Today is Monday, November 11. It is also Veterans Day; but unlike other national holidays that have been moved arbitrarily to Monday for a long weekend’s sake, this holiday falls on November 11 no matter what day of the week that is. I like that.
To clear some misconceptions, the US Department of Defense provided an online fact sheet about the holiday. First, there is no apostrophe in the name of the day. According to the DOD, “This holiday is not a day that “belongs” to one veteran or multiple veterans, which is what an apostrophe implies. It’s a day for honoring all veterans – so no apostrophe needed.” I don’t like that.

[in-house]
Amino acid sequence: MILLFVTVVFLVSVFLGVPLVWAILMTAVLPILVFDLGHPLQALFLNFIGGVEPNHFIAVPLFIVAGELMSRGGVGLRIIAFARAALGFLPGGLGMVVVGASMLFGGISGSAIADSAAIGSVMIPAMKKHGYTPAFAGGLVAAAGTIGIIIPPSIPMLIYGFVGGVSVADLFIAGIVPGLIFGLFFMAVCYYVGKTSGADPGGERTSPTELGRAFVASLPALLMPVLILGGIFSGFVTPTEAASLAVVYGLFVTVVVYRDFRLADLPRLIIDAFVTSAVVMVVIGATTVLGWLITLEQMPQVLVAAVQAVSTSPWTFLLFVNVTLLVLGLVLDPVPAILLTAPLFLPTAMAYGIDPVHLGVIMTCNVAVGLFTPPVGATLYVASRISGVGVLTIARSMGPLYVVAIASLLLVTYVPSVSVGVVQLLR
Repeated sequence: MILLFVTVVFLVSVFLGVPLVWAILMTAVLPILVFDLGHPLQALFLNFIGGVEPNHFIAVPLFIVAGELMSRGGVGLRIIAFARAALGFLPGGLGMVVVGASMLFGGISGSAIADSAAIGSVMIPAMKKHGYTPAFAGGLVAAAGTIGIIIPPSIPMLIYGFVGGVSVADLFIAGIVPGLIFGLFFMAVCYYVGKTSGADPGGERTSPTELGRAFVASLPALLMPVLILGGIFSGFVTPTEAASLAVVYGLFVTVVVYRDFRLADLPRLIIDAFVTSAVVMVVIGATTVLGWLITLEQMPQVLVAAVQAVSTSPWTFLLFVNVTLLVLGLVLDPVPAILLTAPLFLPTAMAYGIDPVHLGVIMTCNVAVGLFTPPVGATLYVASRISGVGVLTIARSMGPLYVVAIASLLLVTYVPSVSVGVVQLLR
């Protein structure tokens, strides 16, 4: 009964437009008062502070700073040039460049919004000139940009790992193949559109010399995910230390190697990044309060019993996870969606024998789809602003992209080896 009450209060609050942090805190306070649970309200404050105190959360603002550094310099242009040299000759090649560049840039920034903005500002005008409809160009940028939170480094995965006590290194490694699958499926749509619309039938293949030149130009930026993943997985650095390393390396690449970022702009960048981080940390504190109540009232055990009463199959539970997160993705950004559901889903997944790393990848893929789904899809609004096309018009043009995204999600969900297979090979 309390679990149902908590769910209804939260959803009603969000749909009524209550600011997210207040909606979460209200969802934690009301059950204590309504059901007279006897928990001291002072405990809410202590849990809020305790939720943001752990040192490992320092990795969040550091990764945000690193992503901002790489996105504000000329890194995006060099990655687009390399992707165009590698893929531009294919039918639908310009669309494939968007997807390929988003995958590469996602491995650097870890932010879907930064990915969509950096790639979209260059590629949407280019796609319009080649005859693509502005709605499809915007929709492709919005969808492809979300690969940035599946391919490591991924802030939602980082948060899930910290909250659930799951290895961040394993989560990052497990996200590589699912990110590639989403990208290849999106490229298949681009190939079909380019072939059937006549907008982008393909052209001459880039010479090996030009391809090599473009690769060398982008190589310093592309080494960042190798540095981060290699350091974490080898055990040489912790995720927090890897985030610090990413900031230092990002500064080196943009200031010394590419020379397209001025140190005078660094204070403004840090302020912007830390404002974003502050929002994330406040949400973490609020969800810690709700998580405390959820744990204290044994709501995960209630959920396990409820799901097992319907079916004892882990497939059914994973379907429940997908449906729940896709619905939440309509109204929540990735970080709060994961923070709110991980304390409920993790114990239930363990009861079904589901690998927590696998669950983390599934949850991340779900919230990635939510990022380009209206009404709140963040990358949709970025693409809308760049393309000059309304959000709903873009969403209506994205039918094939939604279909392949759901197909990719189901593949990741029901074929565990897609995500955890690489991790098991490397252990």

Rather, I think either apostrophe is appropriate and far more personal than what the DOD believes.
Veterans Day and Memorial Day are not the same. The former honors all people who served in the military in war or in peace. It’s a day to say “Thank you” for their service. The latter honors those military who gave their lives for their country, either in battle or from wounds suffered on the battlefield.
Originally Veterans Day was called Armistice Day, because it recognized the end of World War I on the eleventh hour of the eleventh day of the eleventh month in 1918. That conflict has been called the “war to end all wars,” but obviously it wasn’t. It’s one hundred years later, and we’re still sending men and women off to fight.
Which means Veterans Day will be around for a long time to come.